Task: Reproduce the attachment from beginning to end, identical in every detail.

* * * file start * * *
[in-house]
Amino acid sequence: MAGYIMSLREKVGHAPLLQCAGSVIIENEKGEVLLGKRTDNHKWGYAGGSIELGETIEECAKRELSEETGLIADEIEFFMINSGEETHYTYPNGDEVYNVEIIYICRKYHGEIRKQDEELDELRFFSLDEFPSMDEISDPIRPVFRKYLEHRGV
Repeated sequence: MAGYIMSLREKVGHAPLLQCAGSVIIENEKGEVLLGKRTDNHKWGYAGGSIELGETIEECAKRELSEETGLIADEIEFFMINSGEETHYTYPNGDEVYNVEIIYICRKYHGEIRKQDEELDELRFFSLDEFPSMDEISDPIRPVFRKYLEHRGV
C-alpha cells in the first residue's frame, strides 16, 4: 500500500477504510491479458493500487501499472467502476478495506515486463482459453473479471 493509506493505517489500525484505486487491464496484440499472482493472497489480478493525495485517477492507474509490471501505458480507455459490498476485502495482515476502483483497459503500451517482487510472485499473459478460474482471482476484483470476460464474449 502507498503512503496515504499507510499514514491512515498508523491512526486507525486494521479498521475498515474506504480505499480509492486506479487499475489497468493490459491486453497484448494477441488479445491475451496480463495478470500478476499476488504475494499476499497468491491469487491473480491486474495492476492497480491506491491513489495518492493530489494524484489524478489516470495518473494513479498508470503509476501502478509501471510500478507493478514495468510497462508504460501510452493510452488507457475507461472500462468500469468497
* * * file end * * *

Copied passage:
[in-house]
Amino acid sequence: MAGYIMSLREKVGHAPLLQCAGSVIIENEKGEVLLGKRTDNHKWGYAGGSIELGETIEECAKRELSEETGLIADEIEFFMINSGEETHYTYPNGDEVYNVEIIYICRKYHGEIRKQDEELDELRFFSLDEFPSMDEISDPIRPVFRKYLEHRGV
Repeated sequence: MAGYIMSLREKVGHAPLLQCAGSVIIENEKGEVLLGKRTDNHKWGYAGGSIELGETIEECAKRELSEETGLIADEIEFFMINSGEETHYTYPNGDEVYNVEIIYICRKYHGEIRKQDEELDELRFFSLDEFPSMDEISDPIRPVFRKYLEHRGV
C-alpha cells in the first residue's frame, strides 16, 4: 500500500477504510491479458493500487501499472467502476478495506515486463482459453473479471 493509506493505517489500525484505486487491464496484440499472482493472497489480478493525495485517477492507474509490471501505458480507455459490498476485502495482515476502483483497459503500451517482487510472485499473459478460474482471482476484483470476460464474449 502507498503512503496515504499507510499514514491512515498508523491512526486507525486494521479498521475498515474506504480505499480509492486506479487499475489497468493490459491486453497484448494477441488479445491475451496480463495478470500478476499476488504475494499476499497468491491469487491473480491486474495492476492497480491506491491513489495518492493530489494524484489524478489516470495518473494513479498508470503509476501502478509501471510500478507493478514495468510497462508504460501510452493510452488507457475507461472500462468500469468497